But not everyone wants that. I don't actually. It is a very poor use of my limited time. And my saxophone goals seem radically different to others so there is no point. That view may change but I doubt it.
 

John Laughter

Member
Messages
444
Locality
Macon,GA
Some interesting numbers that we have found. Between 1955 and 1965 the combined U.S. and U.K. Top 40 Billboard hit records had "approximately" 397 songs that featured a sax solo or instrumentals that featured just the sax for that 10 year period. Between 2000 and 2019 there are "approximately" 27 Top 40 hits (that we have found so far) in the U.S. and U.K. that feature a sax solo with several hits using "loops" rather than a live studio musician.
 

Wade Cornell

Well-Known Member
Messages
2,479
Locality
New Zealand and Australia
I hope that at some point you can have the opportunity to have a great jam with others, or be part of a band (maybe you've already done this?) . I consider myself a hermit, yet jump at opportunities to play live. Oddly one of the frequent gigs I do is with DJs. Yea, music that's mostly created electronically. The kick of this is that the DJs and dancers respond extremely enthusiastically to something that's live and not just more Duff Duff. Although live music venues aren't doing very well, dance venues are still thriving and they seem to want to incorporate a live player. I know there are others on this site who are doing similar gigs.

There's no denying that social media is rampant in younger generations, and it will replace many things. We are a very social species (well not me so much personally), so thrive on interactions. However there is no replacing face to face contact. Even people who fall in love via the internet seem to need to meet up and "make it real". Sporting participation, dancing, restaurants, etc. are not dying, they are thriving.

IMHO the pendulum is still swinging with face to face social interaction (including music?) the counterbalance.
 

CliveMA

Member
Messages
860
Locality
Brisbane, QLD, Australia
Some interesting numbers that we have found. Between 1955 and 1965 the combined U.S. and U.K. Top 40 Billboard hit records had "approximately" 397 songs that featured a sax solo or instrumentals that featured just the sax for that 10 year period. Between 2000 and 2019 there are "approximately" 27 Top 40 hits (that we have found so far) in the U.S. and U.K. that feature a sax solo with several hits using "loops" rather than a live studio musician.

And what are the figures for the total music market including streaming and social media given that Top 40 is a dramatically shrinking percentage of the total? Arguably, top 40 is irrelevant these days and has been for some time.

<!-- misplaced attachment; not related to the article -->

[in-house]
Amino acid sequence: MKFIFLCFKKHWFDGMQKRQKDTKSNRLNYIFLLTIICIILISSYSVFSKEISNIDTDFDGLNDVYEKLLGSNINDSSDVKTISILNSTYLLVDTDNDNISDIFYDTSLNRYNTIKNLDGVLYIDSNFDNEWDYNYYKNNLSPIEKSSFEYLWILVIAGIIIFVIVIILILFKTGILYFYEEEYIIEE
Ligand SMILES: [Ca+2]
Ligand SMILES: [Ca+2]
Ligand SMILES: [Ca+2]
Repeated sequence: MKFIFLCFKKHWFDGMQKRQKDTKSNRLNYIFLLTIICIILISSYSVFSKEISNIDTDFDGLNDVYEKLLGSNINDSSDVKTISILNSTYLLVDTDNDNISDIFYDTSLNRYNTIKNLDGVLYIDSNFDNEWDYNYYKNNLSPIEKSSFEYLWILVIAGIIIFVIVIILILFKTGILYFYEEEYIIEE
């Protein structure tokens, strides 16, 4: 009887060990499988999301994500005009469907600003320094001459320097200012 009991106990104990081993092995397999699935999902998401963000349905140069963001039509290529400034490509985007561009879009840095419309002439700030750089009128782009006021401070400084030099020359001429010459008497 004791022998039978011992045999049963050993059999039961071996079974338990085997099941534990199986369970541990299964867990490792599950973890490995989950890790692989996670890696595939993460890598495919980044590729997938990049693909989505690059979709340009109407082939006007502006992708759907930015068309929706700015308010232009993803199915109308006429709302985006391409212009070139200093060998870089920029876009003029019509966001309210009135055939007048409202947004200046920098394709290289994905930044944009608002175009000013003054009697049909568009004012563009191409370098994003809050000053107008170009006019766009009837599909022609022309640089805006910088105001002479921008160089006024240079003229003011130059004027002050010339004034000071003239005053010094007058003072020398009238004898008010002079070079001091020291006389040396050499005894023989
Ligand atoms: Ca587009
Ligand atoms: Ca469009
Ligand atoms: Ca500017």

Is there any research to say whether Top 40 is even representative of what people actually list to? We'd really like to know the proportion of what is listened to. Anecdotally, I'd suggest, most people's music listening is not Top 40. Radio is limited to car commutes. When I'm on Spotify I never listen to Top 40.
 

CliveMA

Member
Messages
860
Locality
Brisbane, QLD, Australia
I hope that at some point you can have the opportunity to have a great jam with others, or be part of a band (maybe you've already done this?) .
I jammed with others with my flute when I was younger but I had no idea what I was doing. I'm sure it sounded awful. I'm meh about the experience. :p

The idea of playing in a band horrifies me actually (especially marching bands). I much prefer the freedom of solos with either no or one other accompaniment (maybe piano or guitar). And I don't want any ongoing scheduled obligation to others. That sort of restriction on my life is over.

Mostly I simply play slow romantic music for my wife and I. I am a poet so I write the lyrics (and rewrite popular song lyrics). I mainly want to learn how to better compose romantic music. Lyrics are very easy for me but music composition I know very little about so it is quite a challenge. I love the sound of my Soprano and of my Tenor (and my flute) and so does my wife (luckily).

This is an example of the type of music I'd love to be able to write and play:
Gianni Vancini duet.
 

CliveMA

Member
Messages
860
Locality
Brisbane, QLD, Australia
Now that I think about it, I think I stopped listening to Top 40 about the time Disco became popular in the 1970s!
 

CliveMA

Member
Messages
860
Locality
Brisbane, QLD, Australia
I wish you well in your poetic and musical quest.

Thanks. Kevin Bolton gives a soulful rendition of Ain't no sunshine when she's gone Kevin captures exactly the mood of music I'm interested in creating and playing on Tenor. I'd normally personalise the lyrics to give them more meaning. And I'd prefer no backing track although in this case its soulful except the guitar playing is substandard to my ears.
 

Wade Cornell

Well-Known Member
Messages
2,479
Locality
New Zealand and Australia
Grace is an amazing talent. So much energy and great showmanship as well. A real entertainer.

Stay safe and well.
 

7201

Senior Member
Account Closed
Messages
3,342
Locality
UK
Grace is an amazing talent. So much energy and great showmanship as well. A real entertainer.

Stay safe and well.